See also the bibliography on the Colingy Calendar at

Finally, there is no explicit mention of a holiday called Samhain in this calendar. No such holiday is mentioned until 1,000 years later.

Medieval Celtic References to Samhain

The Laws of Hywel Dda ca 1285 AD

Harleian MS 4353 (V) with emendations from Cleopatra A XIV (W)
Welsh King Hywel Dda (Hywel the Good) reigned 880 AD to 950 AD. The earliest copies of laws attributed to his rule are from 1285 AD. In this calendar the “calends of winter” = Samhain is used to fix an end to an economic activity. No festival is mentioned. Of course, King Hywel Dda lived in a time after the festival of All Saints’ Day had been introduced to the British Isles. The manuscript comes from well after the November 1st date had been established in the region.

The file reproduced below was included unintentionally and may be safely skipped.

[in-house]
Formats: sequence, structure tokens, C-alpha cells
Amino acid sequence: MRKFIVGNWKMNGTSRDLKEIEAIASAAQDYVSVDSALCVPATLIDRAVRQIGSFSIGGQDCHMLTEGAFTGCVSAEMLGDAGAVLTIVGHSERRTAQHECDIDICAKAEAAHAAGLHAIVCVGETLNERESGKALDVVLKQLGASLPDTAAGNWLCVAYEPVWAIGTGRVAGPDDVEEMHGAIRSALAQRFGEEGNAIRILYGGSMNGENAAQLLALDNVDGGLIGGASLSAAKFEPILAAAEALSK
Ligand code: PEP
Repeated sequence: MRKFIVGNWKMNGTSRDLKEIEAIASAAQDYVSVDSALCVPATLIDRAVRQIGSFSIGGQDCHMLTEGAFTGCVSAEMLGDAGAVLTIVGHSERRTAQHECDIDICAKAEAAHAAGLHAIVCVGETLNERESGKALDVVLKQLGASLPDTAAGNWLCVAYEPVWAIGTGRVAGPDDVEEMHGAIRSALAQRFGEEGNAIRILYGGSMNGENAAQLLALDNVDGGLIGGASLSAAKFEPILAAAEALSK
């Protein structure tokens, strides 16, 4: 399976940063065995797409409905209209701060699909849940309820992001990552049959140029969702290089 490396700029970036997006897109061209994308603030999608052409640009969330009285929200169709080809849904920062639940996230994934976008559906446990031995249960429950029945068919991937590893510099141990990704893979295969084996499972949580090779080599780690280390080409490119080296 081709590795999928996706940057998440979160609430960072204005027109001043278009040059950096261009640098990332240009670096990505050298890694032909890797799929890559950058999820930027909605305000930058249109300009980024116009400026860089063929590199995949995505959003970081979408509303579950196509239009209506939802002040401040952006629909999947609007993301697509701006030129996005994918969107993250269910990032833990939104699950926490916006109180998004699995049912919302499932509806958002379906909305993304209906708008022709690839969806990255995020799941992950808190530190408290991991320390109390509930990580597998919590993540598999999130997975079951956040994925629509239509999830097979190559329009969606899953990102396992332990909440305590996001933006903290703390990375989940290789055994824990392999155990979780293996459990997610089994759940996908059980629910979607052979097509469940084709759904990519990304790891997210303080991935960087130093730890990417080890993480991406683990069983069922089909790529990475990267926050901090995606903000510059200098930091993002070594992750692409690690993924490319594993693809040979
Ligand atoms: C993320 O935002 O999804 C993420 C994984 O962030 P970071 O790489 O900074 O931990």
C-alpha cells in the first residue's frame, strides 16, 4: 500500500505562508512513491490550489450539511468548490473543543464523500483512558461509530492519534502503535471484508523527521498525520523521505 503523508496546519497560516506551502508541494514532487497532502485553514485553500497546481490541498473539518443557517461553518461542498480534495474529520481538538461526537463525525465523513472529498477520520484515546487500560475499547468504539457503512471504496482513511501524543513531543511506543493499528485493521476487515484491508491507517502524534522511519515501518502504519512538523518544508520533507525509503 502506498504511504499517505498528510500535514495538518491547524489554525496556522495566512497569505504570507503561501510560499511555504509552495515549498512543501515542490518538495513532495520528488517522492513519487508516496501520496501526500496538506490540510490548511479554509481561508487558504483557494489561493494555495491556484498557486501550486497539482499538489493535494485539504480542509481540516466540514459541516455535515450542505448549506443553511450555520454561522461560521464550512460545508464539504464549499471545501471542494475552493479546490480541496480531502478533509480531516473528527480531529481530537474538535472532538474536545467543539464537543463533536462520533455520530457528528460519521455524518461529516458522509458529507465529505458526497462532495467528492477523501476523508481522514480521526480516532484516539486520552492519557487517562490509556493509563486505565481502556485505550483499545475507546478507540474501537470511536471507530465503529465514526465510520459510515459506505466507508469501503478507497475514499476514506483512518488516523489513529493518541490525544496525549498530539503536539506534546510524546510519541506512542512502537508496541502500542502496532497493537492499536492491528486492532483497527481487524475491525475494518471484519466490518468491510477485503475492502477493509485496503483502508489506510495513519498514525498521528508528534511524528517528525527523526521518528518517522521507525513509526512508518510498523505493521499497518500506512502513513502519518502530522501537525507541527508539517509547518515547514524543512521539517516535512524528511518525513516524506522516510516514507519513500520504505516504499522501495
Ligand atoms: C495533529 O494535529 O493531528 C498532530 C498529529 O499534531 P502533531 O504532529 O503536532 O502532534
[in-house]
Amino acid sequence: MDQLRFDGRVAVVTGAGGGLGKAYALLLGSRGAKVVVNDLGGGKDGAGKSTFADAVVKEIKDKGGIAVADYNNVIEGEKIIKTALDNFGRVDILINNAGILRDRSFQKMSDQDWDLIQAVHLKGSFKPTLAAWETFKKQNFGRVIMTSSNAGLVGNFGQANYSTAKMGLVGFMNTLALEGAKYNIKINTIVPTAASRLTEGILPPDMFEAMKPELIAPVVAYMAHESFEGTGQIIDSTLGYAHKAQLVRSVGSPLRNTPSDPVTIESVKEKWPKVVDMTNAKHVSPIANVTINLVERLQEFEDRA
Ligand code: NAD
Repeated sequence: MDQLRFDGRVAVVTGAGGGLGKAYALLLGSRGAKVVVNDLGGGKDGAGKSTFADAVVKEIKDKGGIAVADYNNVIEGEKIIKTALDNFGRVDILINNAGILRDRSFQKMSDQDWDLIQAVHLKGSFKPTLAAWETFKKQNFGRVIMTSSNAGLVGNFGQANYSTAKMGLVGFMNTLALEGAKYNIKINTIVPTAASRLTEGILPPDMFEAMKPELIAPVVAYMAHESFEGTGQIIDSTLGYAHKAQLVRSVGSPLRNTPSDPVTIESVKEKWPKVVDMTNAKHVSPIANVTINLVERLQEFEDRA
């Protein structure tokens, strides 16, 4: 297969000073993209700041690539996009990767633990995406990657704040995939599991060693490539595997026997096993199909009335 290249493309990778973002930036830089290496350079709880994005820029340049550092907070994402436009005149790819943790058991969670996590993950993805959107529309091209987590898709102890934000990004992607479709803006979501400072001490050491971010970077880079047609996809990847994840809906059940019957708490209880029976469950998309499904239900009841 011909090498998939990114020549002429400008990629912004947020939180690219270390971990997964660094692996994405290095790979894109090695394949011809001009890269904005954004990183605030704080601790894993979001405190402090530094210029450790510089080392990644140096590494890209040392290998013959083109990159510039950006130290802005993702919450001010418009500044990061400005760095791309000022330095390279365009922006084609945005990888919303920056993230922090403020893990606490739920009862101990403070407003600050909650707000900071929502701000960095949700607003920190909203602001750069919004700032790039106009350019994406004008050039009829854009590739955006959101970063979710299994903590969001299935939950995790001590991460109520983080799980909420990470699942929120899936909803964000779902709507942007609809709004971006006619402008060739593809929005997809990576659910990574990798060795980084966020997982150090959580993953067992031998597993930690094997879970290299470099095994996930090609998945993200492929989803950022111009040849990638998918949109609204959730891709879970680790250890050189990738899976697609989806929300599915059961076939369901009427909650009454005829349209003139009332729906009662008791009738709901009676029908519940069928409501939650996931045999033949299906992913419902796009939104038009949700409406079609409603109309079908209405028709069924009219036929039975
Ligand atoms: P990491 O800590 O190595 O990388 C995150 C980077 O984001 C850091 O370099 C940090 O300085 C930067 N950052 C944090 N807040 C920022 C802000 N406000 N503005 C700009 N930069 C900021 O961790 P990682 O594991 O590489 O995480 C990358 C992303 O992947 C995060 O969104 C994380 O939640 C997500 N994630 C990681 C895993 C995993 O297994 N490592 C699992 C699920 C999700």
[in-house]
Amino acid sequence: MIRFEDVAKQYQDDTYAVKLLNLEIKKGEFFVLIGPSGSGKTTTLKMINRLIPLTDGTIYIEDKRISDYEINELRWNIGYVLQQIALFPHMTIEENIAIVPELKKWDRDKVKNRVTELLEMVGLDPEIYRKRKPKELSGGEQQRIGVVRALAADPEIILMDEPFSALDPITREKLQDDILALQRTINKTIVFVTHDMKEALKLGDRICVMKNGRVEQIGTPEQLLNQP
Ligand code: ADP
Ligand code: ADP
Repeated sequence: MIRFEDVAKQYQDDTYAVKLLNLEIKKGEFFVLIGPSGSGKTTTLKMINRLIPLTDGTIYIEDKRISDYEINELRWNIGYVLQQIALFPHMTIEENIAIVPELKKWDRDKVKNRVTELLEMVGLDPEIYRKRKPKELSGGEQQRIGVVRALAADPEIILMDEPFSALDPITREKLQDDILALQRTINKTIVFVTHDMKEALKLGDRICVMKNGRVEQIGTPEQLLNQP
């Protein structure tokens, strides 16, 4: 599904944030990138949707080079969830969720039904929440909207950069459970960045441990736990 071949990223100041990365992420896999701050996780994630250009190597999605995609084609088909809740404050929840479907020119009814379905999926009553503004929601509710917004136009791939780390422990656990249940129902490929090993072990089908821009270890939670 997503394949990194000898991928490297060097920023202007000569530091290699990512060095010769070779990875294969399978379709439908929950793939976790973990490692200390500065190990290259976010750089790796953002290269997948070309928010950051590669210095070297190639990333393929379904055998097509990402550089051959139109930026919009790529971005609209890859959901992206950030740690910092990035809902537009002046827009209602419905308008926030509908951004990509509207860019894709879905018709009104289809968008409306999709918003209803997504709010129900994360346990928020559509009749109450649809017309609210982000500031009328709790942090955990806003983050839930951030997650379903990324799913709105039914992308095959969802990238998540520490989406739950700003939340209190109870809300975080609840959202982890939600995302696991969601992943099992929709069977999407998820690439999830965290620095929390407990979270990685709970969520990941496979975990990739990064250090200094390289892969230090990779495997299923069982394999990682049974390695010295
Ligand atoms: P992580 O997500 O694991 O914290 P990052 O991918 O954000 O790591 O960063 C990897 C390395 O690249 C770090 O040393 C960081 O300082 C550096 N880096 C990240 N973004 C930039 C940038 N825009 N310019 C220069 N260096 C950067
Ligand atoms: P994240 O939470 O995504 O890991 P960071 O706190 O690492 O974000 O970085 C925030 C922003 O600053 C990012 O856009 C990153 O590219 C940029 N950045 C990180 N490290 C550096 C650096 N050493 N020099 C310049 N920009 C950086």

Tochmarc Emire (“The Wooing of Emer“) maybe 10th century AD, certainly older than the 15th c.

from the Ulster Cycle in Irish mythology.
The earliest manuscript is from the 15th or 16th century A.D. Some scholars conjecture that the story may go back to the 10th or 8th century AD. But there is no manuscript evidence for this. In any event, this is after the Christianization of Ireland and after the celebration of All Saints’ Day had been introduced in that land. In this document the word Samhain is understood to mean “the end of summer.” While this document describes druids working ritual at Beltane, there is nothing mentioned of ritual at Samhain. Even if the story goes back to the 10th century this is still after the festival of All Saints’ Day had been established on November 1st in the region. [paragraph 27]

Serglige Con Culainn (“The Sick-Bed of Cú Chulainn”), written maybe the 10th or 11th century A.D.